Woodworker's Journal 101-Projects-for-Woodworkers, страница 133




Woodworker

Gun Cabinet

This good-looking pine cabinet was designed primarily for the storage of rifles, shotguns, and fishing rods, with a lower cabinet for related gear. If you're not inclined to hunt or fish, you will find that with the addition of adjustable shelves, it will serve most admirably as a curio cabinet.

The cabinet is made in two parts, both for ease of construction and for moving. The lower section has a shelf and plenty of storage space, while the

upper section is high enough to hold most rifles and shotguns. The plans show a wood frame and glass door, which are relatively economical and easy to make. If you are willing to spend about an additional $50, an eight-light sash makes a very handsome door and can be ordered through your building supply dealer. These pine sashes are available in 156 x 24 x 54", and should require only a bit of planing of the lower rail to fit the cabinet as dimensioned.

Start construction with the base unit by cutting the six bracket feet according to the pattern. Four of these are joined in pairs with splined miters to form the front feet. The remaining two are rabbeted and glued to the notched rear pieces.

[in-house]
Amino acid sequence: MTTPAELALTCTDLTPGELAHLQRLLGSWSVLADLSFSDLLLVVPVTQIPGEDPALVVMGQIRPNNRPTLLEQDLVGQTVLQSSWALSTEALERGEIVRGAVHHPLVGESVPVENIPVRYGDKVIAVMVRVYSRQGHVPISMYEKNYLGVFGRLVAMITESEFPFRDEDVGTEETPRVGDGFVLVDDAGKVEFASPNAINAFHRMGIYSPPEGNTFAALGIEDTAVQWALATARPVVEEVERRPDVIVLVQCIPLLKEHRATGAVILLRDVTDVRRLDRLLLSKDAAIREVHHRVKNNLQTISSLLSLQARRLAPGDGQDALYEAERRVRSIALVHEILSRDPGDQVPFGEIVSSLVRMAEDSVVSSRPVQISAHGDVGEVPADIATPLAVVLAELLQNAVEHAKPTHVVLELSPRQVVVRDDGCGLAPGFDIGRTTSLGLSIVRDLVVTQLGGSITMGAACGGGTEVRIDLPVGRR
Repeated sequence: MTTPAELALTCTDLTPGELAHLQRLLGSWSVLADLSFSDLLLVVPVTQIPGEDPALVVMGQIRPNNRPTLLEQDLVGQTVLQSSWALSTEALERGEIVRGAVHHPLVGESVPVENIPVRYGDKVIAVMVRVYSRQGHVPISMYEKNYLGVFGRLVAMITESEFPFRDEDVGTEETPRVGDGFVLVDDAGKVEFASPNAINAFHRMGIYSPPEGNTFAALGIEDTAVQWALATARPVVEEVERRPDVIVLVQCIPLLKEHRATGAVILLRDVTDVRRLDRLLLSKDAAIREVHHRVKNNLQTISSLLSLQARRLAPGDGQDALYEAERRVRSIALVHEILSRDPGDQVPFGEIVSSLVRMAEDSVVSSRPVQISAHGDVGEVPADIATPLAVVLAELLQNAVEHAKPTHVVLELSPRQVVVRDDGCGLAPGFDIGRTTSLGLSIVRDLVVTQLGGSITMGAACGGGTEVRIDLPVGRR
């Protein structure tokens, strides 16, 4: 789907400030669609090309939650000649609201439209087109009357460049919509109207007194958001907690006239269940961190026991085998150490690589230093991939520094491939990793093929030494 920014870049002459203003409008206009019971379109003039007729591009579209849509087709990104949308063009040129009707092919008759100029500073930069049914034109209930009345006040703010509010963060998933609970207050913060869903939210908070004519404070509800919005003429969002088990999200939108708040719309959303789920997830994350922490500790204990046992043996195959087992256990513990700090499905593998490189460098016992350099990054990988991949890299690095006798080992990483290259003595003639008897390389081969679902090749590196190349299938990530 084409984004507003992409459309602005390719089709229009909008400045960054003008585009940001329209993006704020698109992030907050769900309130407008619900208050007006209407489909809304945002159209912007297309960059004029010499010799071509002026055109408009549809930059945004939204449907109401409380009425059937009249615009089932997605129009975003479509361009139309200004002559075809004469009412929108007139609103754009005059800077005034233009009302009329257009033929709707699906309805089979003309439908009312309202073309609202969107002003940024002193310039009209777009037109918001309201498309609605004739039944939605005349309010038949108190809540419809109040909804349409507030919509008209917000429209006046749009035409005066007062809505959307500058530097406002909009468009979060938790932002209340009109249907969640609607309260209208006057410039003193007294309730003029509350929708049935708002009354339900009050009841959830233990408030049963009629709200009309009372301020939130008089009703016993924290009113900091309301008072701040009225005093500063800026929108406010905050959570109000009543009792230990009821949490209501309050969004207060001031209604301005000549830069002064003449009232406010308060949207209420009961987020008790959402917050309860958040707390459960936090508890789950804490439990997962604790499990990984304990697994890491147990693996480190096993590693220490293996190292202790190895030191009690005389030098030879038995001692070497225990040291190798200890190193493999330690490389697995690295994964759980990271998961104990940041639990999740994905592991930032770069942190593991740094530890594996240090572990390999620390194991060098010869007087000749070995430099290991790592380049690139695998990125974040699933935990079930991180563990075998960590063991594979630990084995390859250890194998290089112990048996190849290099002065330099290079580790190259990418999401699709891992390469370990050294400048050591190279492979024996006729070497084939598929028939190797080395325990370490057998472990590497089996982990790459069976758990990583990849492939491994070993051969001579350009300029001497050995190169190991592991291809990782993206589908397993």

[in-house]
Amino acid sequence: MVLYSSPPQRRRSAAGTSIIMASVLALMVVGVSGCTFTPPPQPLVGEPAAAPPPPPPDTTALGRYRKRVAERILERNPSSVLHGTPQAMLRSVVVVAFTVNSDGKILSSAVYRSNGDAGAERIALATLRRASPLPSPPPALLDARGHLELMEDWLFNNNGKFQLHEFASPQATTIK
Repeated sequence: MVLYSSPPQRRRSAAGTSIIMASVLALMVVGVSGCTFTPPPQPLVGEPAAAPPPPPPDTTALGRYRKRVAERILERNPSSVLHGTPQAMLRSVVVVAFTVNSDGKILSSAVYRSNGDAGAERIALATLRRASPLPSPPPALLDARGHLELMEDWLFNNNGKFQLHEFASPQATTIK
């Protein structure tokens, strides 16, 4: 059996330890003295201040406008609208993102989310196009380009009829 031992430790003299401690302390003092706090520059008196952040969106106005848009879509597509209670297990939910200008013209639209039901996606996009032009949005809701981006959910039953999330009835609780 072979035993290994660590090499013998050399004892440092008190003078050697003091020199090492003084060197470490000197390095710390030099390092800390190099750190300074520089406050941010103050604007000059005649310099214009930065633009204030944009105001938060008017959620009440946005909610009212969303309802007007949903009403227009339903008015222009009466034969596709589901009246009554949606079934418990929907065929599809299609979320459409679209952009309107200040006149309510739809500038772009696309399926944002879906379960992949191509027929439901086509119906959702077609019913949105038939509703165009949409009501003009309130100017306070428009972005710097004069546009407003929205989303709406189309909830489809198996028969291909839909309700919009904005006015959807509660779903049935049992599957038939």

The base molding is best shaped with a router, though a separate molding can be glued to a length of % x 2'A" stock. This molding is cut into three parts and mitered as shown. Glue the base molding to the feet, flush with the outer edges, and reinforce the joint with glue blocks.

Next, cut the lower-cabinet bottom, sides, and top to size from glued-up stock. Rabbet the lower edges of the sides to fit around the bottom. The back edges of the sides are also rabbeted to hold the recessed V," back panel. Join these parts with glue and countersunk finishing nails. Use 2-penny common nails to fasten the back panel.

Align this assembly on the base so that the back of the panel is flush with the back ends of the base. The front edge of the base molding should extend I Yi" beyond the front edge of the cabinet bottom. This allows for the addition of the two small doors, which are thick.

Fasten the cabinet to the base with glue and countersunk finishing nails. Shape the rounded trim from a length of % x %" pine, mitering the ends and fastening it around the cabinet top with small countersunk finishing nails. Cut the plywood back panel to size and fasten with small nails.

Cut the rails and stiles for both lower doors. These can be easily tenoned and grooved with the bench saw. The beveled panels are shaped for an easy fit in the grooves. Assemble the doors dry to ascertain that all parts fit well before finish sand-

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